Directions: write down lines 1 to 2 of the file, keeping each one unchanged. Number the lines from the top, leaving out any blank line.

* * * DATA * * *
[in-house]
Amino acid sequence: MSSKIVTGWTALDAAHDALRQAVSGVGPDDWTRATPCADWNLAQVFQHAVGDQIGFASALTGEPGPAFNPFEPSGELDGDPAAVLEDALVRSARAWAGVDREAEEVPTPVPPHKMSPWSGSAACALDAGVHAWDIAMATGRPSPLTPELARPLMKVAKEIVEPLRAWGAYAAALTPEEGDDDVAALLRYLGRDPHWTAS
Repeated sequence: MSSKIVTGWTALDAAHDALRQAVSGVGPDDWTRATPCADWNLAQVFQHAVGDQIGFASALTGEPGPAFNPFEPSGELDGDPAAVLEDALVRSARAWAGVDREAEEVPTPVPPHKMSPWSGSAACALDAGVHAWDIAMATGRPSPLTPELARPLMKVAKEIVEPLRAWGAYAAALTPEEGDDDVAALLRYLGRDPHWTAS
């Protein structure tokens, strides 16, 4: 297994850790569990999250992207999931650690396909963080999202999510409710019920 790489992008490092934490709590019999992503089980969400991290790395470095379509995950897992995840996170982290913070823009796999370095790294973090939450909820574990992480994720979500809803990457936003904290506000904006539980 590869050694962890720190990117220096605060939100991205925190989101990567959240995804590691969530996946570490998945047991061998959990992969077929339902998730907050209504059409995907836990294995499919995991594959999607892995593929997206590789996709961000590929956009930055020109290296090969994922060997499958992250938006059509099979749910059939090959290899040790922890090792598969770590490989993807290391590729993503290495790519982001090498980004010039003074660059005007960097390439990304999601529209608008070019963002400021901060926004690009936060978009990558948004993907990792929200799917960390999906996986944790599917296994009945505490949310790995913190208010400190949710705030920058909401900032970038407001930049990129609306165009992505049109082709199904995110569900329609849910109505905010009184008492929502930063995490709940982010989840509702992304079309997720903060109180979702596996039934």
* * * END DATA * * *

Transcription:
[in-house]
Amino acid sequence: MSSKIVTGWTALDAAHDALRQAVSGVGPDDWTRATPCADWNLAQVFQHAVGDQIGFASALTGEPGPAFNPFEPSGELDGDPAAVLEDALVRSARAWAGVDREAEEVPTPVPPHKMSPWSGSAACALDAGVHAWDIAMATGRPSPLTPELARPLMKVAKEIVEPLRAWGAYAAALTPEEGDDDVAALLRYLGRDPHWTAS